Cancer log 154: Anand’s…

Cancer log 154: Anand's been having enough trouble with school (acting out, etc.) that we asked for a meeting with the support people. I can't remember who warned me that it might be a lot of people, but I appreciate the warning -- there were literally ten school people in the room with me and Kev, which would definitely have been unnerving if I didn't know that in advance. (They did send me a list of who would be there.) It was his teacher, social worker and team facilitator, psychologist, school nurse, occupational therapist, special ed. resource teacher, principal, an intern -- and two more I'm forgetting. Whew.

I took many notes, which I may transcribe at some point, but the upshot is that they think Anand is sort of on the borderline of typical vs. atypical kindergarten behavior (sensory issues, impulsivity, etc.), and it's up to us whether we want to pursue testing to consider early intervention for things like additional occupational therapy. They also strongly recommended some more physical activity for him, like swimming (which he's super resistant to, I think in part because the pool is loud, and he has trouble with loud spaces) or gymnastics, to help him get a better sense of his body and how to control it. I think we probably will look into testing, including gifted testing, just so we have a better sense of what might be helpful.

The school nurse said, "I always tell parents: a little extra physical therapy never hurt anyone." Fair enough.

And I'm posting this as a cancer log because, as I told the school support group, after getting the diagnosis last January, much of our family time was swallowed up with testing and treatment, finishing up in mid-December. Our parenting went into maintenance mode for a full year, and while the kids are doing okay, I think Kevin and I are both feeling bad about it. It's clear, for example, that Anand has not gotten as much help with school stuff as Kavi was getting from us at the same age. We were confused as to why he started acting out more a few weeks ago, when things are finally getting back to normal on my health front, but as one of them said, sometimes kids hold it together through the hard times, and then once the crisis has passed, then they feel free to let the emotions out. Makes sense; I felt that way myself.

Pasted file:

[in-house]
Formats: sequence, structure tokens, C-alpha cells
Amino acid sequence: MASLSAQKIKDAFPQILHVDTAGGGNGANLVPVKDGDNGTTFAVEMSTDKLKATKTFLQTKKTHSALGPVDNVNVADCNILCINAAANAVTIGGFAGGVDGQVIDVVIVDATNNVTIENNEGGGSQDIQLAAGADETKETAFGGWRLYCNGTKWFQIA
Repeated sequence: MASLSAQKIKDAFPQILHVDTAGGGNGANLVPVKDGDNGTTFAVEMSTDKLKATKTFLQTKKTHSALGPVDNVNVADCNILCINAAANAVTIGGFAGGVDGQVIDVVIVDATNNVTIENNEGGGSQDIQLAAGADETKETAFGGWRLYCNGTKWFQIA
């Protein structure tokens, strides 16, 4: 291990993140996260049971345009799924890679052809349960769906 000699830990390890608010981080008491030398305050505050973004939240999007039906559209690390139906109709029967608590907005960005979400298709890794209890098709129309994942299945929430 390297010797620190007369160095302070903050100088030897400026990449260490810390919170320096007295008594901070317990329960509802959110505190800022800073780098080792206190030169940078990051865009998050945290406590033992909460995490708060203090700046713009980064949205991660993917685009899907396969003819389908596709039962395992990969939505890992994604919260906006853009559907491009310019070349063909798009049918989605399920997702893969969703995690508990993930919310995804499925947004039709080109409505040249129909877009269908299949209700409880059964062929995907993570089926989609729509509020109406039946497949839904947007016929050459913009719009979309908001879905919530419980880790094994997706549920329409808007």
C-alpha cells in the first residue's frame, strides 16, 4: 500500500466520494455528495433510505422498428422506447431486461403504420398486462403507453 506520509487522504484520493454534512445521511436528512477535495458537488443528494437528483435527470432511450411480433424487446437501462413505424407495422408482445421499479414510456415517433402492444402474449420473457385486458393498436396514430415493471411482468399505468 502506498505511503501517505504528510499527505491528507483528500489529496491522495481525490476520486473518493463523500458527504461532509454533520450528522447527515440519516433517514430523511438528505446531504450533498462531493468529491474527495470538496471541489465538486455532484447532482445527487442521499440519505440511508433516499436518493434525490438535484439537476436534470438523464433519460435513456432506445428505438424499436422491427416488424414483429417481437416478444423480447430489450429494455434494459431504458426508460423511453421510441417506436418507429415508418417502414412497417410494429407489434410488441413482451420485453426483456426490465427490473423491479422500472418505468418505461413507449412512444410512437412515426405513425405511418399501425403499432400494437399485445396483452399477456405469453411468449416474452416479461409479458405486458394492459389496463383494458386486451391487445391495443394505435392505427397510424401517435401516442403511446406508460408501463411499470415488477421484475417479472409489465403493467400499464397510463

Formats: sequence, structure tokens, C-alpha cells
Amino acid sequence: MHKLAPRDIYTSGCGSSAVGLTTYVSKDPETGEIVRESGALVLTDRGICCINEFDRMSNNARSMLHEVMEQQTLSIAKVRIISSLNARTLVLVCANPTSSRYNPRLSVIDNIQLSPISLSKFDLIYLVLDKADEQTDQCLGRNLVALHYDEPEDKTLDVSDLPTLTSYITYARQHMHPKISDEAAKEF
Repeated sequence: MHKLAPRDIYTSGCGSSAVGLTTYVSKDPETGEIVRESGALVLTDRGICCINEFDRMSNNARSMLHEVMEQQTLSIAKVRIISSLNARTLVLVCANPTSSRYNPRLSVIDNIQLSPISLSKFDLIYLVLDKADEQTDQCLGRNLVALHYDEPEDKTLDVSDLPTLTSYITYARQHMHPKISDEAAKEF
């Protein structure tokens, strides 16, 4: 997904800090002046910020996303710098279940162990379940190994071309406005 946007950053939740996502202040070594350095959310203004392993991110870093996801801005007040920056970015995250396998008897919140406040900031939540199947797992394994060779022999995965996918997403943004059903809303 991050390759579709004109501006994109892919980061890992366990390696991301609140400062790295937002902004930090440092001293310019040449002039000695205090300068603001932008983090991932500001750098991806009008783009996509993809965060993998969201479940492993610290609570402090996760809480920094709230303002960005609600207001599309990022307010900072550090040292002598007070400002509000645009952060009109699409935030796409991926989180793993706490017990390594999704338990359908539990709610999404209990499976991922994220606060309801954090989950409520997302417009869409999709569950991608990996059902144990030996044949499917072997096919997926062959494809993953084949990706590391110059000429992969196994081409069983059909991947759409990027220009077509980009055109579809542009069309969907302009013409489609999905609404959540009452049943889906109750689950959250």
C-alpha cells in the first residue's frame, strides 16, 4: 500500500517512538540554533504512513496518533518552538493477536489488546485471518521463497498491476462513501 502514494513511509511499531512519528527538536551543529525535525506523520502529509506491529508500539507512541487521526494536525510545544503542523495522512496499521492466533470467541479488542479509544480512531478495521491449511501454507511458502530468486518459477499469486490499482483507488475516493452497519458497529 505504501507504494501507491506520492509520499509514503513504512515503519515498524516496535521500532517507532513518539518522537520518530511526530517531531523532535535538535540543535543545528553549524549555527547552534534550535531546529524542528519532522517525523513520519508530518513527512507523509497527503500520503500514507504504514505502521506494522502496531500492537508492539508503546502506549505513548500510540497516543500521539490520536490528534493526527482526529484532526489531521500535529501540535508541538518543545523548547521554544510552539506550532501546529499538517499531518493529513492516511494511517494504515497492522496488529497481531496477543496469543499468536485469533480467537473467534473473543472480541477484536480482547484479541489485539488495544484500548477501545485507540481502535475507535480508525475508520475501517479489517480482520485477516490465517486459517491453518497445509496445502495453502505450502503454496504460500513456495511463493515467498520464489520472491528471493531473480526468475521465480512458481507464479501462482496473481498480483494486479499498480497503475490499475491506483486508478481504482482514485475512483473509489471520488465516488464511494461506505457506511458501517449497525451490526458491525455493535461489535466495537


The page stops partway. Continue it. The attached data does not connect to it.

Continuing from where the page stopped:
We're back now, and have started doing things like working with him every night on his writing and reading, and I'm pretty hopeful that once he learns to read, a lot of the school behavior will smooth out. But still, we can afford to spend a little money and time to get him tested, so we'll do that. Feeling grateful that we have those resources. And grateful that the (public) school has such a great and well-resourced team working together to help Anand have a hopefully happy and successful school experience.

(I should say, we're not super-concerned about any of this. Mostly, we'd like him to a) not disrupt the classroom and/or get a reputation as a difficult / trouble-making kid, and b) enjoy school, and think of it as a fun place. I really liked going to school. So does Kavya. Hopefully, Anand will soon too.)

2 thoughts on “Cancer log 154: Anand’s…”

  1. It’s a small thing, which doesn’t really address any central issues, but as you might remember, Katie is a terrible physical fidget. She can’t stay still and when she was younger she could not keep her butt in a chair without massive movement of her legs. Or her legs would be still but her body popping up and down. It turns out, though, that if you give her hands a ball of occupational putty, that she sits much much more quietly and pays more attention. It turns out that quite a number of the kids in her school routinely play with occupational putty in class and the teachers think it does help. There are different stiffnesses of the putty, but for a trial, why not try some thinking putty at Amazon which isn’t as stiff as the stuff they originally gave Katie but comes in lovely colors:

    http://www.amazon.com/gp/product/B00K1P6C0Q?psc=1&redirect=true&ref_=oh_aui_search_detailpage

    Don’t buy the ones with blacklights for school, though. They are too distracting. And you’ll have to get the teacher to agree, which might mean getting your team to agree first. Also, read the email I’m about to send you.

    More physical activity helps, but how about karate? A good martial arts class should teach kids about control and space and it is infinitely more cool than swimming.

  2. I think a ballet class would likely also be helpful. I have often wished that I had begun ballet training at Anand’s age instead of when I was almost 15 years old. And boys in ballet classes are almost immediate celebrities, which it sounds as though he would enjoy.

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